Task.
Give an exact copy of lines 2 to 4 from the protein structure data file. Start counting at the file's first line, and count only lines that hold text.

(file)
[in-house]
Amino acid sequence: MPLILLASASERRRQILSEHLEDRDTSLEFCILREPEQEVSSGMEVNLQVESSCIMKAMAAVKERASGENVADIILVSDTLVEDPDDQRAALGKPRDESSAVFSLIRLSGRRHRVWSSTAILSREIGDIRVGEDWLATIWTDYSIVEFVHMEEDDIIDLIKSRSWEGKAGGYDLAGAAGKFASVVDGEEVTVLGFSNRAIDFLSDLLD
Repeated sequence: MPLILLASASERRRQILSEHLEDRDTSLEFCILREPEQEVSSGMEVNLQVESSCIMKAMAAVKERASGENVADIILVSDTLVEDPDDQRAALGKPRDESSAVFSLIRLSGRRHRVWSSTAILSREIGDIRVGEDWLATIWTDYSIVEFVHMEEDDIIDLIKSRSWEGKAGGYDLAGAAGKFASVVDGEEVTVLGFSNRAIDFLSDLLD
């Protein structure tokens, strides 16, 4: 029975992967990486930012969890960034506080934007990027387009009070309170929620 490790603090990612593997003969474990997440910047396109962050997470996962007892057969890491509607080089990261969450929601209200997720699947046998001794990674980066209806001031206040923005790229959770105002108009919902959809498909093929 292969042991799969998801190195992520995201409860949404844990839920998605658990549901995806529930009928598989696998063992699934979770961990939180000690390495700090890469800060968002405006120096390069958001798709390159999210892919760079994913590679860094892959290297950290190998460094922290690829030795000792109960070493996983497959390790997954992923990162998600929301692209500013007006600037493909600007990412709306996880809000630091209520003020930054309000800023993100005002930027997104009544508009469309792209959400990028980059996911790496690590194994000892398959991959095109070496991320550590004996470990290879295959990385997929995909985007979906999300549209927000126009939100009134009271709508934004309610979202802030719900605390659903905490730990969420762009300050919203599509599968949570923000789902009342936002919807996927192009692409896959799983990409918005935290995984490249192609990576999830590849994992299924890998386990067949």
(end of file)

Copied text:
Amino acid sequence: MPLILLASASERRRQILSEHLEDRDTSLEFCILREPEQEVSSGMEVNLQVESSCIMKAMAAVKERASGENVADIILVSDTLVEDPDDQRAALGKPRDESSAVFSLIRLSGRRHRVWSSTAILSREIGDIRVGEDWLATIWTDYSIVEFVHMEEDDIIDLIKSRSWEGKAGGYDLAGAAGKFASVVDGEEVTVLGFSNRAIDFLSDLLD
Repeated sequence: MPLILLASASERRRQILSEHLEDRDTSLEFCILREPEQEVSSGMEVNLQVESSCIMKAMAAVKERASGENVADIILVSDTLVEDPDDQRAALGKPRDESSAVFSLIRLSGRRHRVWSSTAILSREIGDIRVGEDWLATIWTDYSIVEFVHMEEDDIIDLIKSRSWEGKAGGYDLAGAAGKFASVVDGEEVTVLGFSNRAIDFLSDLLD
């Protein structure tokens, strides 16, 4: 029975992967990486930012969890960034506080934007990027387009009070309170929620 490790603090990612593997003969474990997440910047396109962050997470996962007892057969890491509607080089990261969450929601209200997720699947046998001794990674980066209806001031206040923005790229959770105002108009919902959809498909093929 292969042991799969998801190195992520995201409860949404844990839920998605658990549901995806529930009928598989696998063992699934979770961990939180000690390495700090890469800060968002405006120096390069958001798709390159999210892919760079994913590679860094892959290297950290190998460094922290690829030795000792109960070493996983497959390790997954992923990162998600929301692209500013007006600037493909600007990412709306996880809000630091209520003020930054309000800023993100005002930027997104009544508009469309792209959400990028980059996911790496690590194994000892398959991959095109070496991320550590004996470990290879295959990385997929995909985007979906999300549209927000126009939100009134009271709508934004309610979202802030719900605390659903905490730990969420762009300050919203599509599968949570923000789902009342936002919807996927192009692409896959799983990409918005935290995984490249192609990576999830590849994992299924890998386990067949």